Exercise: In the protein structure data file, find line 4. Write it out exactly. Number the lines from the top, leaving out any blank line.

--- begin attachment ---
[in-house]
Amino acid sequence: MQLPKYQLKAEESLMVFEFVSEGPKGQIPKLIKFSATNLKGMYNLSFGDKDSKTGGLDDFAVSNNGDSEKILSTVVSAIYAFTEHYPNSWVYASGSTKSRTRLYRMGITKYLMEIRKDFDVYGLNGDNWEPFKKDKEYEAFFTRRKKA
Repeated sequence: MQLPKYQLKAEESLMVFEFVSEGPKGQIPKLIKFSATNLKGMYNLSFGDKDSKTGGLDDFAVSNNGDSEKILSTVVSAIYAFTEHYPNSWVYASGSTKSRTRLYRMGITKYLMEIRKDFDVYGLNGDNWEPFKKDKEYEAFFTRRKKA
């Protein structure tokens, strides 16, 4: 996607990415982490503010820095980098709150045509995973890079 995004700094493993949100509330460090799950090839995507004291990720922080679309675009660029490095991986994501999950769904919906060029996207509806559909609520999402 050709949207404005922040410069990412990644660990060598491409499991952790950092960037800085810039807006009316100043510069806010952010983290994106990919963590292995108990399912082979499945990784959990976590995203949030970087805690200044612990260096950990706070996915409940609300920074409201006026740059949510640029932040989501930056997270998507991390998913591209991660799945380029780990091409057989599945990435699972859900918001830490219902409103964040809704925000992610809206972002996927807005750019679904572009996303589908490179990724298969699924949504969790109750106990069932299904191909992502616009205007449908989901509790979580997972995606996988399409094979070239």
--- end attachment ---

């Protein structure tokens, strides 16, 4: 996607990415982490503010820095980098709150045509995973890079 995004700094493993949100509330460090799950090839995507004291990720922080679309675009660029490095991986994501999950769904919906060029996207509806559909609520999402 050709949207404005922040410069990412990644660990060598491409499991952790950092960037800085810039807006009316100043510069806010952010983290994106990919963590292995108990399912082979499945990784959990976590995203949030970087805690200044612990260096950990706070996915409940609300920074409201006026740059949510640029932040989501930056997270998507991390998913591209991660799945380029780990091409057989599945990435699972859900918001830490219902409103964040809704925000992610809206972002996927807005750019679904572009996303589908490179990724298969699924949504969790109750106990069932299904191909992502616009205007449908989901509790979580997972995606996988399409094979070239």